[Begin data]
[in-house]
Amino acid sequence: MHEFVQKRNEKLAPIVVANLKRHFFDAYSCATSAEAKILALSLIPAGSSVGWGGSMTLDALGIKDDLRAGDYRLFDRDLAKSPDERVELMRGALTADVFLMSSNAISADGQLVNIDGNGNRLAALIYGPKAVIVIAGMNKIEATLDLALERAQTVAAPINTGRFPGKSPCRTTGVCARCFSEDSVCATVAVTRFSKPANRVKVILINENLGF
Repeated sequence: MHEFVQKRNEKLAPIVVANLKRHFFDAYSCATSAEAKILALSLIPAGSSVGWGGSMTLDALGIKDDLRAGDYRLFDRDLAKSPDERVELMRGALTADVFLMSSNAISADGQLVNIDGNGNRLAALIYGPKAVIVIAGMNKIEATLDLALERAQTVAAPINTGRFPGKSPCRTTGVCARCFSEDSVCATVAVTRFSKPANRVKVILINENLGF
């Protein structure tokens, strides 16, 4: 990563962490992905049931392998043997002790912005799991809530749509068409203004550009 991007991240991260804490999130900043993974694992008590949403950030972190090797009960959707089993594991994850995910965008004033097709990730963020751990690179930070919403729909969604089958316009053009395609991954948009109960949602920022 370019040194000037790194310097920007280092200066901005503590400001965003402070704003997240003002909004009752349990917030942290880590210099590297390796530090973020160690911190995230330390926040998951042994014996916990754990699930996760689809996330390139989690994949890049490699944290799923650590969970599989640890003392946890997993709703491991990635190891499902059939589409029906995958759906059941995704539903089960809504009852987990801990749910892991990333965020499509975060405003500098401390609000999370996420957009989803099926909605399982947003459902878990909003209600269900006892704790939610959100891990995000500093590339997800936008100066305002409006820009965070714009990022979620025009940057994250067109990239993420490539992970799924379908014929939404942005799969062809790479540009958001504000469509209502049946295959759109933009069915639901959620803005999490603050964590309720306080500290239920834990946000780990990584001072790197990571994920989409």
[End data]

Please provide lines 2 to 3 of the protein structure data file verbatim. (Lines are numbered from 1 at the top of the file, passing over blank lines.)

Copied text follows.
Amino acid sequence: MHEFVQKRNEKLAPIVVANLKRHFFDAYSCATSAEAKILALSLIPAGSSVGWGGSMTLDALGIKDDLRAGDYRLFDRDLAKSPDERVELMRGALTADVFLMSSNAISADGQLVNIDGNGNRLAALIYGPKAVIVIAGMNKIEATLDLALERAQTVAAPINTGRFPGKSPCRTTGVCARCFSEDSVCATVAVTRFSKPANRVKVILINENLGF
Repeated sequence: MHEFVQKRNEKLAPIVVANLKRHFFDAYSCATSAEAKILALSLIPAGSSVGWGGSMTLDALGIKDDLRAGDYRLFDRDLAKSPDERVELMRGALTADVFLMSSNAISADGQLVNIDGNGNRLAALIYGPKAVIVIAGMNKIEATLDLALERAQTVAAPINTGRFPGKSPCRTTGVCARCFSEDSVCATVAVTRFSKPANRVKVILINENLGF